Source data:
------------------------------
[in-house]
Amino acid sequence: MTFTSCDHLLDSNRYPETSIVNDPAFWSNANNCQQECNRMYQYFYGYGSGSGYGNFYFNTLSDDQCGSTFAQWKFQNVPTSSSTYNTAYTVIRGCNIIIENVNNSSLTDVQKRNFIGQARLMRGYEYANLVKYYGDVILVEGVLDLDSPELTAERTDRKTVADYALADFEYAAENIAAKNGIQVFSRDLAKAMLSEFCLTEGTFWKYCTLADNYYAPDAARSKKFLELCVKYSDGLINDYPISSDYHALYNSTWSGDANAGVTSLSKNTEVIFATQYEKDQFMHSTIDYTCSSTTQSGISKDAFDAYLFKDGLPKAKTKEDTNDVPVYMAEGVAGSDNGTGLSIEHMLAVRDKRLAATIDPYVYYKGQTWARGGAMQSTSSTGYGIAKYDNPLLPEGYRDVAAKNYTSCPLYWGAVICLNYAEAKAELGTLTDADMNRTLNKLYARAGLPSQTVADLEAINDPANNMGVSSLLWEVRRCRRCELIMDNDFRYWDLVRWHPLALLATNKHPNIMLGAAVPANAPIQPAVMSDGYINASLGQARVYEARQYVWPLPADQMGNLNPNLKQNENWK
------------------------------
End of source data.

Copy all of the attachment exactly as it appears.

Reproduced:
[in-house]
Amino acid sequence: MTFTSCDHLLDSNRYPETSIVNDPAFWSNANNCQQECNRMYQYFYGYGSGSGYGNFYFNTLSDDQCGSTFAQWKFQNVPTSSSTYNTAYTVIRGCNIIIENVNNSSLTDVQKRNFIGQARLMRGYEYANLVKYYGDVILVEGVLDLDSPELTAERTDRKTVADYALADFEYAAENIAAKNGIQVFSRDLAKAMLSEFCLTEGTFWKYCTLADNYYAPDAARSKKFLELCVKYSDGLINDYPISSDYHALYNSTWSGDANAGVTSLSKNTEVIFATQYEKDQFMHSTIDYTCSSTTQSGISKDAFDAYLFKDGLPKAKTKEDTNDVPVYMAEGVAGSDNGTGLSIEHMLAVRDKRLAATIDPYVYYKGQTWARGGAMQSTSSTGYGIAKYDNPLLPEGYRDVAAKNYTSCPLYWGAVICLNYAEAKAELGTLTDADMNRTLNKLYARAGLPSQTVADLEAINDPANNMGVSSLLWEVRRCRRCELIMDNDFRYWDLVRWHPLALLATNKHPNIMLGAAVPANAPIQPAVMSDGYINASLGQARVYEARQYVWPLPADQMGNLNPNLKQNENWK